Ballistic Missiles

Sinpo South Shipyard Update: Continued Activity

Key Findings

  • The recent repositioning of the submersible missile test stand barge and floating dry-dock were not isolated events, but components of a series of small naval movements at the shipyard during the past four weeks.
  • These activities have both practical and conspicuously political motivations as North Korea prepares to launch its new ballistic missile submarine (SSB) and Kim Jong-un apparently undertakes a policy of gradually increasing provocative military actions.
  • The launching of the new ballistic missile submarine (SSB) or testing of a submarine launched ballistic missile (SLBM) would present significant domestic and international challenges to the new U.S. administration of President Biden and the Governments of South Korea and Japan.
  • North Korea retains the capability and resources to launch the new SSB or conduct additional SLBM tests at any time of its choosing.
  • No significant activity is recently observed elsewhere at the shipyard.

Satellite imagery of the Sinpo South Shipyard and its environs acquired on April 13 and 14, 2021 show several additional small naval movements as the submersible missile test stand barge and floating dry-dock have been moved back to their former locations.

The Sinpo South Shipyard and its environs, April 13, 2021. Click to enlarge. (Copyright © 2021 by Planet)
The Sinpo South Shipyard and its environs, April 14, 2021. Click to enlarge. (Copyright © 2021 by Planet)

As noted in our recent report, the movements of the submersible missile test stand barge and floating dry-dock were not isolated events, but parts of a series of small naval movements at the shipyard during the past four weeks. Sequentially, these included:

  1. The repositioning of a floating dry-dock during March 14 and 24 from the nearby pier where it had been previously berthed to a position on the south side of the slipway at the second construction hall. A floating dry-dock has been a fixture at the Sinpo South Shipyard since at least 2012. And since about 2014, it has been berthed at the pier adjacent to the second construction hall.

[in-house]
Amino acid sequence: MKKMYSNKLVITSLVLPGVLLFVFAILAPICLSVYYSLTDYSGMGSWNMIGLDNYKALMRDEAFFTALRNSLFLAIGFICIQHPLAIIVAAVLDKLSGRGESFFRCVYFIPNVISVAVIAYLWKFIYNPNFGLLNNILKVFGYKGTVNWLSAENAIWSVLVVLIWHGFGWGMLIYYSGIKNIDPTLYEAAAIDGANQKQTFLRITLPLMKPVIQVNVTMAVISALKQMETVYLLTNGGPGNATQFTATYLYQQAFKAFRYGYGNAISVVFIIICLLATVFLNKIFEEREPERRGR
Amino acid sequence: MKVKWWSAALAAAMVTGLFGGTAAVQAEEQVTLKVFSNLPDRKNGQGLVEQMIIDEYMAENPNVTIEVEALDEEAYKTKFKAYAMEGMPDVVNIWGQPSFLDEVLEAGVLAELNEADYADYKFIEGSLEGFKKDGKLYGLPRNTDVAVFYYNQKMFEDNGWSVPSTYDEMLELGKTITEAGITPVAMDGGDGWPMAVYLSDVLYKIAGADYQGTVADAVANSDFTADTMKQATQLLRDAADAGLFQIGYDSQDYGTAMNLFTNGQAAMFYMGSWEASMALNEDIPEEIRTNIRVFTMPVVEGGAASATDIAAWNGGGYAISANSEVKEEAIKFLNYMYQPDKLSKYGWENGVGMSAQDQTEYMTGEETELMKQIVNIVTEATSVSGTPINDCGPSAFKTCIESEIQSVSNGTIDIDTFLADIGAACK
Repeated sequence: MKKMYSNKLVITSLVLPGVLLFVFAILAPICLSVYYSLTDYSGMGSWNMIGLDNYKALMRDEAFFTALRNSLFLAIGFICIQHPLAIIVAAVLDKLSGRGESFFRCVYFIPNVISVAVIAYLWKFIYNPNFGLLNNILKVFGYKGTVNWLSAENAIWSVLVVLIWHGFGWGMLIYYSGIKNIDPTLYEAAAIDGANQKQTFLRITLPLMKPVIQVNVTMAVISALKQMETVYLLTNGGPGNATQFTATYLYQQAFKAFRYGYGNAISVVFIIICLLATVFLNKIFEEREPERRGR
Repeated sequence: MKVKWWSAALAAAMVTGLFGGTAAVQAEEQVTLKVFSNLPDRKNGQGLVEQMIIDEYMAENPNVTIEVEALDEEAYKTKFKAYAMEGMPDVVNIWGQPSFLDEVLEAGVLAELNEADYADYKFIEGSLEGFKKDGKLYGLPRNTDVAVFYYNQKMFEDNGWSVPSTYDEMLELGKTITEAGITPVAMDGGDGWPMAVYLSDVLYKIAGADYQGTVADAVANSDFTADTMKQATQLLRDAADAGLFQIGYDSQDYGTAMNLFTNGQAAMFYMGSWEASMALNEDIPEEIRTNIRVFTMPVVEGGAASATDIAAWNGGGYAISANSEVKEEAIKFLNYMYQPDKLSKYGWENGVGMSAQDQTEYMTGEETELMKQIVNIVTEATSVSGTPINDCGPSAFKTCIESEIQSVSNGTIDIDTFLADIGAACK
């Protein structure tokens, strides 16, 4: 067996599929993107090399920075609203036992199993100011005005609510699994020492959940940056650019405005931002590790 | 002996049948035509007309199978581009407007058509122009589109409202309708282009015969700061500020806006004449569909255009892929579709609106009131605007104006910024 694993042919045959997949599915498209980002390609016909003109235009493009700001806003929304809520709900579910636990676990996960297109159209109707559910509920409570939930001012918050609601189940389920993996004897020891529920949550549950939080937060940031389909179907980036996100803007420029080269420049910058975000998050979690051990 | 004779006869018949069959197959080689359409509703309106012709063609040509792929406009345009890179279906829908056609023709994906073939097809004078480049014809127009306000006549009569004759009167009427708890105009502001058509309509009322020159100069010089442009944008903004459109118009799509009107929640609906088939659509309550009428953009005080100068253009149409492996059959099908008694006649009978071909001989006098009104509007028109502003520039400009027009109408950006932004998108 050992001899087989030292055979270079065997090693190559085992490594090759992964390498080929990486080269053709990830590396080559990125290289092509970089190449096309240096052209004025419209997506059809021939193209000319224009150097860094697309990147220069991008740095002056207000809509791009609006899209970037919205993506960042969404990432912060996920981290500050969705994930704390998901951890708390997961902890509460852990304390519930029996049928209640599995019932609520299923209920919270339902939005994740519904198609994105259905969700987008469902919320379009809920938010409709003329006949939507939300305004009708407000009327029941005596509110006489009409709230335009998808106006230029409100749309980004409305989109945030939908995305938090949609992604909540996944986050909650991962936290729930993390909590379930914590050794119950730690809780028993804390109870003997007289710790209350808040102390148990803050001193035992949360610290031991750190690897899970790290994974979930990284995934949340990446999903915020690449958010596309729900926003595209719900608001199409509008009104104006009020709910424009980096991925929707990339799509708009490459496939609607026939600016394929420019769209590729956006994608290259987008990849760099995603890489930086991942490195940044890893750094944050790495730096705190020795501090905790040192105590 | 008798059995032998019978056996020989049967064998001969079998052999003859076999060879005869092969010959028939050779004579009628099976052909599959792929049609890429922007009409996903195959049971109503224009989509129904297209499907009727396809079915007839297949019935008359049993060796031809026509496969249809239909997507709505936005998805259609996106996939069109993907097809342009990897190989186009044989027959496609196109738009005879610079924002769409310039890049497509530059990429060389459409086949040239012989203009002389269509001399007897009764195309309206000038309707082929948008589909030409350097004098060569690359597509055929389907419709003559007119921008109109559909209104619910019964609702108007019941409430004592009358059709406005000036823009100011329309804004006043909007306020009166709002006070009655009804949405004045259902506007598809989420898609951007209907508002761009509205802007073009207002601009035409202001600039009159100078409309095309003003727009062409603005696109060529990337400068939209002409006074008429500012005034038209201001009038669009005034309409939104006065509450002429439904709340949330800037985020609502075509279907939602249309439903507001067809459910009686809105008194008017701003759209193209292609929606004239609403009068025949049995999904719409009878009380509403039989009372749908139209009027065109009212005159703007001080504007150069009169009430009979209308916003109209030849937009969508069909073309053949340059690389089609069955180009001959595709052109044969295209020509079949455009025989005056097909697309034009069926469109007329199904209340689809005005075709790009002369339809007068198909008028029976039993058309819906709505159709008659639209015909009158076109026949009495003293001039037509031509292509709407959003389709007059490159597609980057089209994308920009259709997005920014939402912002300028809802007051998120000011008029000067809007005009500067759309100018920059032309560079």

2. The arrival of a crane barge on March 30. This was positioned on the north side of the slipway at the second construction hall opposite the floating dry-dock. It remained here until sometime between March 31 and April 5.  It is unknown what activities it undertook during its stay.
  3. The repositioning on April 6 of the submersible missile test stand barge by a small support-type vessel (probably a yard tug) from the secure boat basin where it has been berthed since October 2019 to a position in front of the floating dry-dock on the south side of the slipway at the second construction hall.
  4. The repositioning of the submersible missile test stand barge between April 10 and 13 back to its former location within the secure boat basin.
The submersible missile test stand barge has been moved back to its most recent position within the secure boat basin, April 14, 2021. Click to enlarge. (Copyright © 2021 by Planet)
  1. During April 13 or 14, the loading of a small vessel onto the floating dry-dock and its subsequent movement from the south side of the second construction hall’s slipway back to the nearby pier where it is usually berthed.
The floating dry-dock has been moved back to its former location alongside the nearby pier where it is usually berthed. A small vessel can be seen loaded onto the dry-dock, April 14, 2021. Click to enlarge. (Copyright © 2021 by Planet)